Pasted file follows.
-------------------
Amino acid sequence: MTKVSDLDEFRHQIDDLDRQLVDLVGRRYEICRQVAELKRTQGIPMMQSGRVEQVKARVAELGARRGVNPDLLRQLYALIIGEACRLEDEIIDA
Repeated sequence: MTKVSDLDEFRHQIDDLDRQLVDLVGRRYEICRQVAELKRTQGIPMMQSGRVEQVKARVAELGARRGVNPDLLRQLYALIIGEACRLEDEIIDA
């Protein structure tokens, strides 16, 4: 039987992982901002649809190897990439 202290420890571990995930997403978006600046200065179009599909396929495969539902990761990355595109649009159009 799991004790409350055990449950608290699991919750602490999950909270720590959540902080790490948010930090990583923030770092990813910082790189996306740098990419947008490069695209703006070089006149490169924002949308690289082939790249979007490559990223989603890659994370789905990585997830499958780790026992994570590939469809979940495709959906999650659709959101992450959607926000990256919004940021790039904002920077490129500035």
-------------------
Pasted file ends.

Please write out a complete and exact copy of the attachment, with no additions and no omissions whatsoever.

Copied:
Amino acid sequence: MTKVSDLDEFRHQIDDLDRQLVDLVGRRYEICRQVAELKRTQGIPMMQSGRVEQVKARVAELGARRGVNPDLLRQLYALIIGEACRLEDEIIDA
Repeated sequence: MTKVSDLDEFRHQIDDLDRQLVDLVGRRYEICRQVAELKRTQGIPMMQSGRVEQVKARVAELGARRGVNPDLLRQLYALIIGEACRLEDEIIDA
């Protein structure tokens, strides 16, 4: 039987992982901002649809190897990439 202290420890571990995930997403978006600046200065179009599909396929495969539902990761990355595109649009159009 799991004790409350055990449950608290699991919750602490999950909270720590959540902080790490948010930090990583923030770092990813910082790189996306740098990419947008490069695209703006070089006149490169924002949308690289082939790249979007490559990223989603890659994370789905990585997830499958780790026992994570590939469809979940495709959906999650659709959101992450959607926000990256919004940021790039904002920077490129500035």